Several opposition leaders have stepped in to criticize the manner through which the government is handling the Coronavirus spread.
Even though the ad-hoc Ministerial Committee in charge of the file took a series of decisions just recently, efforts continue to be surrounded by vagueness in combating the epidemic.
A few hours after the Ministerial Committee’s meeting, Deputy Chamel Roukoz criticized the decisions of the latter, pleading for the declaration of a state of a health emergency.
“Why not declare a state of emergency for a few days in order to limit the spread of the Coronavirus? Schools, universities are already closed,” he said on Twitter.
“The official decision should encourage people to take precautions. Saving people is a responsibility that does not tolerate procrastination. What are we waiting for?” he asked in his tweet.
As for the head of the Lebanese Forces, Samir Geagea, he did not hold back either.
“The government’s actions against the Coronavirus are still insufficient,” he said on his Twitter account.
“A state of health emergency must be declared, in particular, to provide public and private hospitals with everything they need in order to take the measures required to ensure the necessary equipment,” he added.
The leader of the Progressive Socialist Party, Walid Joumblatt, reiterated his call to avoid rallies in public circles whatever the pretext.
On Twitter, he encouraged people to “be content with salvation from a distance,” pleading for the precautionary directives against the new Coronavirus to be reminded daily in cities and villages via loudspeakers.
He added: “No political quarrel is important. We are all responsible for fighting the Coronavirus. Only solidarity between the people and the state is important.”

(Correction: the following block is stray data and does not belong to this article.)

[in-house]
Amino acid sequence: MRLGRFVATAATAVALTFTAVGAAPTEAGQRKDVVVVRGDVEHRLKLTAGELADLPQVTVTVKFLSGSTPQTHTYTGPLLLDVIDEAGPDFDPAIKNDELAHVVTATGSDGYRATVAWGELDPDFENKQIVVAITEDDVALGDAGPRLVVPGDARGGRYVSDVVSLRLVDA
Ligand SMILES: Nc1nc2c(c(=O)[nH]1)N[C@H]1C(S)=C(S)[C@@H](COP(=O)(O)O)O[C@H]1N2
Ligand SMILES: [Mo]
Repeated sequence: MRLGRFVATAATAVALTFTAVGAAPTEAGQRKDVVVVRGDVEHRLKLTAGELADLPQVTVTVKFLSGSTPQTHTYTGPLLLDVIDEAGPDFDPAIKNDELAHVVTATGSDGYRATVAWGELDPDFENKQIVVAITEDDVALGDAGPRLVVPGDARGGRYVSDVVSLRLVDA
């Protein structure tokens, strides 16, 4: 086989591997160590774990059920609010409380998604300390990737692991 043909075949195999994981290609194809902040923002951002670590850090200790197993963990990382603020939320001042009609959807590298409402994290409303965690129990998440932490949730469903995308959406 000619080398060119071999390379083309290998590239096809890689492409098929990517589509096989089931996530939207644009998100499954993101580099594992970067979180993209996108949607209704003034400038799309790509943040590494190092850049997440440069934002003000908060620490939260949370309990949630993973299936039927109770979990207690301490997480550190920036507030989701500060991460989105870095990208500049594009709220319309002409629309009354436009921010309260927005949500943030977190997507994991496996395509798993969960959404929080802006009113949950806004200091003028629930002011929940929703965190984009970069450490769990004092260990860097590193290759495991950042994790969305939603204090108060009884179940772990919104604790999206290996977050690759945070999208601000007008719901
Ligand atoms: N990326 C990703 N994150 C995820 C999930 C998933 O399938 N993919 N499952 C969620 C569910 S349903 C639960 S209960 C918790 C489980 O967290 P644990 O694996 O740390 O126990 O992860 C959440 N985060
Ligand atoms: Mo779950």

Before the meeting of the Ministerial Committee, which decided to stop flights from and to contaminated countries, Joumblatt had criticized the slowness taken by the ministerial team to take a decision in this direction.
He stated: “It seems that the epidemic will spread and cross all borders. Only a state like China, with its immense capabilities and the discipline of its people, can contain it to some extent. How long will Beirut Airport continue to accommodate flights infected with death from east and west?”
Like Walid Joumblatt, the current leader of the Future Movement, former Prime Minister Saad Hariri, called for the suspension of flights from the countries where the virus has spread.
Shortly before the Ministerial Committee meeting, Mr. Hariri wrote on his Twitter account:
“If economic and political issues are the subject of disagreements and differences of opinion, the fact remains that the danger of the Coronavirus requires that drastic measures are undertaken in order to protect the citizens and residents of Lebanon, against and against all political interests.”
He added in his public address to the members of the Diab cabinet: “Close the doors to the Coronavirus, whether it comes from a friend or brother country, near or far. And that the health of the Lebanese takes precedence over any other consideration.”
For his part, Marwan Hamadeh, MP for Chouf, has criticized the Syrian authorities who have not announced any case of Coronavirus to date.
In a press release published Wednesday, Mr. Hamadeh sarcastically “congratulated” the Syrian Minister of Health, Nizar Yazigi, for his “honesty and transparency in matters of Coronavirus, at a time when Syria is the main source of disease for Lebanon, because of the open border posts.”
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